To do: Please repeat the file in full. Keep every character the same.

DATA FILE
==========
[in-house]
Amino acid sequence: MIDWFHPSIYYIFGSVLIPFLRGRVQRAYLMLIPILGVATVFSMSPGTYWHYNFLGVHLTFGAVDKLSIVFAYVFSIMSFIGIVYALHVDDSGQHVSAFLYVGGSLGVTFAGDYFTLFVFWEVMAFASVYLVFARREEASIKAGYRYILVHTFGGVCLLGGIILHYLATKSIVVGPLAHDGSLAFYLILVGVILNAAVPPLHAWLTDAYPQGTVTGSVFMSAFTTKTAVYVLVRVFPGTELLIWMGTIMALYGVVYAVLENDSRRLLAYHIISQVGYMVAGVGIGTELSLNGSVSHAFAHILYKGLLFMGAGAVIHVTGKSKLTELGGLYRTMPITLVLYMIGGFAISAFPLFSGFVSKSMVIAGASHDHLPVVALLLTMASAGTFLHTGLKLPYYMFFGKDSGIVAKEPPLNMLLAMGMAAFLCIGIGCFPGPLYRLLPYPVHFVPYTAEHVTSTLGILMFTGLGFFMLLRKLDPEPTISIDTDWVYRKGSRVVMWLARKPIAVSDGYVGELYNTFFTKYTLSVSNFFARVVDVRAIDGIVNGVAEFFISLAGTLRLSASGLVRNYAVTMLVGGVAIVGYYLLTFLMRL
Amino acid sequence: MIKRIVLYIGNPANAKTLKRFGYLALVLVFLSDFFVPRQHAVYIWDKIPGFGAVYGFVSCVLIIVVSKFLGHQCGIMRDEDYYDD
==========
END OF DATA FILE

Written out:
[in-house]
Amino acid sequence: MIDWFHPSIYYIFGSVLIPFLRGRVQRAYLMLIPILGVATVFSMSPGTYWHYNFLGVHLTFGAVDKLSIVFAYVFSIMSFIGIVYALHVDDSGQHVSAFLYVGGSLGVTFAGDYFTLFVFWEVMAFASVYLVFARREEASIKAGYRYILVHTFGGVCLLGGIILHYLATKSIVVGPLAHDGSLAFYLILVGVILNAAVPPLHAWLTDAYPQGTVTGSVFMSAFTTKTAVYVLVRVFPGTELLIWMGTIMALYGVVYAVLENDSRRLLAYHIISQVGYMVAGVGIGTELSLNGSVSHAFAHILYKGLLFMGAGAVIHVTGKSKLTELGGLYRTMPITLVLYMIGGFAISAFPLFSGFVSKSMVIAGASHDHLPVVALLLTMASAGTFLHTGLKLPYYMFFGKDSGIVAKEPPLNMLLAMGMAAFLCIGIGCFPGPLYRLLPYPVHFVPYTAEHVTSTLGILMFTGLGFFMLLRKLDPEPTISIDTDWVYRKGSRVVMWLARKPIAVSDGYVGELYNTFFTKYTLSVSNFFARVVDVRAIDGIVNGVAEFFISLAGTLRLSASGLVRNYAVTMLVGGVAIVGYYLLTFLMRL
Amino acid sequence: MIKRIVLYIGNPANAKTLKRFGYLALVLVFLSDFFVPRQHAVYIWDKIPGFGAVYGFVSCVLIIVVSKFLGHQCGIMRDEDYYDD